18th July 2018
What I’ve learned through my internship with CoderDojo
My experience as a software engineering intern at the CoderDojo Foundation has been nothing short of rewarding. I have not only been able to grow in my knowledge of software development practices, principles, and information – but in confidence and knowledge of myself as a developer, employee, and student.
What I have learned
I have gained experience in various technologies during my time here working on the CoderDojo platform. I have been working a lot on the frontend part of the stack – learning vue and about css standardization practices, unit and e2e testing using tools such as WebDriverIO, Sinon, Mocha, and Chai; setting up backend database endpoints. More recently I have been learning about Docker and how to create images/containers with it. The new booking process for the CoderDojo platform (Zen), was my first project here, and after a few months of work it is now live!
Now that I am more than halfway through my internship here at CoderDojo (4 months!), I can state with certainty that I have gained knowledge from many facets of software development.
Full stack self development
Along with the technical knowledge I have gained, I have been able to recognize valuable practices that I have picked up along the way – whether from my team or the broader Foundation. Pair programming, code reviews, and learning how to efficiently use revision control using git have been instrumental in progressing my efficiency with producing code. My confidence in my abilities as well as trust in my colleagues has grown through 1-on-1 sessions and with pushing myself to keep asking questions in order to understand concepts for myself.
It takes a village
Within the smaller dev team that I am a part of, I am constantly challenging myself on the work I do here, whether it pertains to how much I am learning or how I can perform better. My progress relies equally on feedback and honesty from both myself and the rest of the dev team.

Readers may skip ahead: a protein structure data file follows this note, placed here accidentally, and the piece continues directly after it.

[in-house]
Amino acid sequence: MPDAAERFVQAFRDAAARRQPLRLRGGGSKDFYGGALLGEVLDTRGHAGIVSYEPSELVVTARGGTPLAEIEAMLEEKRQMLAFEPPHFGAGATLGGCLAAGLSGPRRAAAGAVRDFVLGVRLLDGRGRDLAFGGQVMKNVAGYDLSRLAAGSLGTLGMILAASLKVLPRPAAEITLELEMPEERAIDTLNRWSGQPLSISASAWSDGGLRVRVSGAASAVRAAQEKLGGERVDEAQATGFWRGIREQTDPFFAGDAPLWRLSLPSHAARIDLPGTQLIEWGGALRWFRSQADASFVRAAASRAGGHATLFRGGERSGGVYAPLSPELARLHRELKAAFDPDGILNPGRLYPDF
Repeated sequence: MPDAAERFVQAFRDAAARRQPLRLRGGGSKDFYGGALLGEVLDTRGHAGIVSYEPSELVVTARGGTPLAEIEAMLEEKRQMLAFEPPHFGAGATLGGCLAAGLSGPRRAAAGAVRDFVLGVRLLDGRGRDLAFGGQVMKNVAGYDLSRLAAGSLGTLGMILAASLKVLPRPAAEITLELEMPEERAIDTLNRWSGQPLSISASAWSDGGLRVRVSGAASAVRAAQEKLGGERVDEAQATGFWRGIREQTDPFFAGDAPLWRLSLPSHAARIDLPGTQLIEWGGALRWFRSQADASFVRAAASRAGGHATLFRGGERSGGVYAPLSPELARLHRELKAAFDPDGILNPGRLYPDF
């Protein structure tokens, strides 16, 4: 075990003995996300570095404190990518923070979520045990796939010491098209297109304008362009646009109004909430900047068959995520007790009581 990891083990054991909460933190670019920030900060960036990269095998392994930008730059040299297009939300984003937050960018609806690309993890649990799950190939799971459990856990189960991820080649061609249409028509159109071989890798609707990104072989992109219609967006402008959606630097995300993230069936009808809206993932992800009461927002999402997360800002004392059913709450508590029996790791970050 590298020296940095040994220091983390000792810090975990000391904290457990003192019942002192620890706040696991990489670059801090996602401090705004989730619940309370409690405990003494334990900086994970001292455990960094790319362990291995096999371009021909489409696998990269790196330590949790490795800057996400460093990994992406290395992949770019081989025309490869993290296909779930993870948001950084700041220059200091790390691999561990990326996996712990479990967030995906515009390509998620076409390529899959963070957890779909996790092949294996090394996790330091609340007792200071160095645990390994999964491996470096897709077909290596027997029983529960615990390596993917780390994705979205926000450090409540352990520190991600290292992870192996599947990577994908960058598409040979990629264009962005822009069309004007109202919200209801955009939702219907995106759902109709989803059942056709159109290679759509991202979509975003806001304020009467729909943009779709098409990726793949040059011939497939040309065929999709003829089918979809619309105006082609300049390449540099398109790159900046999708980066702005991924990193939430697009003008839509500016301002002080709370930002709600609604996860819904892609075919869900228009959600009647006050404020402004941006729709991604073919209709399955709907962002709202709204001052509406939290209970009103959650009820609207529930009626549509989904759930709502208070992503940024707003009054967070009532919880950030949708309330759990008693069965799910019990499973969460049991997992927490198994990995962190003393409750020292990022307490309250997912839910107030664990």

Since my first day here, I have felt and seen such a strong sense of community within our work environment. This core value is one that has not only made me feel comfortable in the workplace, but also pushes me to do better with my work at the Foundation. Weekly meetings helped to solidify the ideals that I believed CoderDojo to have – that it takes a village (more or less). CoderDojo is the village and everyone within it pushes and supports each other in doing their best. From those weekly meetings, to lunches, to hanging out after work – my time with the broader team here has been nothing short of rewarding in both time, joy, and knowledge.
Volunteering at Coolest Projects International
Coolest Projects took place in May this year and it was my first experience of the event. It was a beautiful and inspiring expo of projects, with many travelling from far and wide. I volunteered to manage the Quiet Room at the event. The quiet room was a place for those who have sensory processing disorders or sensitivities to escape from the noise and intensity of the event. Many parents or curious children would come up to the door and inquire about what the room was for. Once they were able to go in and see how calming the room was, I was immediately able to see how comfortable it made them feel.